Or of course if you need a hand sifting through all of this, I’m happy to help. Contact me.

Ready to Blog/email/Network…Now What?

Email newsletters can achieve measurable results – contributing to list-building, lead generation, product development, customer acquisition, retention, and much more.

Gone are the days of aimless newsletters. Today’s successful newsletter must have a specific, measurable purpose that provides the extra oomph your company needs. Though the “results” bar has been raised, email newsletters remain a highly-efficient vehicle for delivering marketing results.

I do believe that the subject of what you send out through your email marketing channel is deep enough for its own series of posts, but here are some suggestions that may help to get you started.

1. Your subject line is the most important piece
If you can’t get your email opened, it’s an opportunity lost. Spend the most time crafting a tempting title that your recipients can’t resist opening. But be careful, don’t promise something that the body of your email does not deliver.

2. Keep your text brief and link to site content
The most successful model is a paragraph from your blog post with links back to your site to read the full aticle. Use images judiciously as they slow down delivery, and in some cases do not get seen at all.

3. Intersperse actual ad content between your news items
Be sure to label ad content as such, but put relevant product or service promotions in between the news items in the email. Watch your ad-to-news ration to make sure you keep it reasonable. what’s rerasonable? Depends on your content, but I’d say 3/2 news to ads is a good rule of thumb.

4. Make your news relevant and general
Of course specific news about your company is great to put out, but you’ll build your credibility by including generally intersting info that you learn about. Pass along industry statistics, events, new ideas that some from anywhere you may find them.

Most bloggers and businesses are happy to have you doing some promotional work for their content. Don’t forget to credit your sources and link back when possible. Who knows? You just might find that others are taking your content and doing the same. Now that’s leveraging Social Media!

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OK, You’ve Built a Great List. Now What?

Interested in exploring what email marketing can do for you? Contact us and we’ll give you an idea what to expect.

Email marketing is essential for small businesses today. The good news is it’s inexpensive and compares favorably to results metrics for many other media. The bad news (or less good news), is that it takes commitment, discipline, and creativity to do it right.

Whether its a newsletter pumped out of your blog, or a special sale announcement, or simply an image ad, you need to make decisions that are backed by factual data that support your ultimate business goals.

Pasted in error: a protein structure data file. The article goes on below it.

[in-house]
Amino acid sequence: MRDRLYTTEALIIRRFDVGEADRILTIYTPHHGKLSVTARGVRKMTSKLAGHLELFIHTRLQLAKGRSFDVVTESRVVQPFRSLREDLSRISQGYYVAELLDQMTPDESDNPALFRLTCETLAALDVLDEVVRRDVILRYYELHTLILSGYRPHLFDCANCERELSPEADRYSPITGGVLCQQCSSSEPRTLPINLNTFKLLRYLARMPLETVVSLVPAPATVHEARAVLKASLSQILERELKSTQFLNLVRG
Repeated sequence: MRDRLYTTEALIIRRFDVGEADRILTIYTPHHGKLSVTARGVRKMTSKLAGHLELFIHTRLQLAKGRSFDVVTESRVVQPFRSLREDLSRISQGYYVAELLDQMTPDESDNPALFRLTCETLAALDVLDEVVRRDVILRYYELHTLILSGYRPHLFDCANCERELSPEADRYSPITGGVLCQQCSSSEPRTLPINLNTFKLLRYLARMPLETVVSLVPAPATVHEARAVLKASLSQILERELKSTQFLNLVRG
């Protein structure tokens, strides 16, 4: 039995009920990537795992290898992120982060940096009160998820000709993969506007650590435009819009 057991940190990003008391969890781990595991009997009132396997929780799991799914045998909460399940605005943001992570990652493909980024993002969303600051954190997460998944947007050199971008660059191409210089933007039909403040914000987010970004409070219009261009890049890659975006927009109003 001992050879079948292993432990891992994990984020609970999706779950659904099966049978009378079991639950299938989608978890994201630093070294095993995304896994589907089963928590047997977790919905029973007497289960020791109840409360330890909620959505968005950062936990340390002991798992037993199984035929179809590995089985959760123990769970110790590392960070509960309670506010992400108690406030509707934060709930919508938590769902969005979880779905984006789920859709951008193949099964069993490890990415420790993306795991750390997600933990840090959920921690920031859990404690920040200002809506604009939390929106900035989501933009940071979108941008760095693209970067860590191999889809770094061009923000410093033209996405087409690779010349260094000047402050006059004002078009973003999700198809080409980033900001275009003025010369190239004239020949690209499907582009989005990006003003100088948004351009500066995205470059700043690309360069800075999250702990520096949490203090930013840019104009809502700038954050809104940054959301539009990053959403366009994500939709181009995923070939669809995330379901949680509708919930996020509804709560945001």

While many of our clients prefer to leave this work to me and my team, others enjoy getting their hands dirty with managing their own email marketing. We can help in almost all cases.

For those interested in best practices, this article contains some great ideas culled from a white-paper distributed by Lyris, a digital marketing company that offers a number of good services, similar to Vertical Response, and others we work with.

While 25 Essentials may sound extensive, keep in mind that missing any one of these can affect your ROI, secure your position on blacklists, or damage your reputation with clients and prospects. And while many of the essentials on this list seem obvious, the list itself serves as a good reminder of the many nuts and bolts mechanics that you should maintain in order to keep your email campaigns performing at their highest levels.

1. Permission is not optional
When you send unsolicited email, you hurt your brand, your campaign and your sender reputation. Don’t use “stealth” methods to collect email addresses such as pre-checked boxes on site registration forms. Use a proper, two-stage opt-in process that requires confirmation before the address goes into your database. Ask subscribers who have been on your list for more than 12 months if they want to continue receiving your email and retain all the permission data on each subscriber.

2. Manage your sender reputation
Don’t get on an ISP’s bad side by sending too many emails too often or by generating a high number of spam complaints. ISPs will block your emails, shunt them to oblivion in the bulk folder and won’t bother to tell you what you did wrong. Here are some valuable tips for managing your sender reputation:

  • Honor unsubscribe requests within the ten-day window
    dictated by CAN-SPAM laws.
  • Stay off blacklists by monitoring, resolving and learning
    from spam complaints. If you’re delivering relevant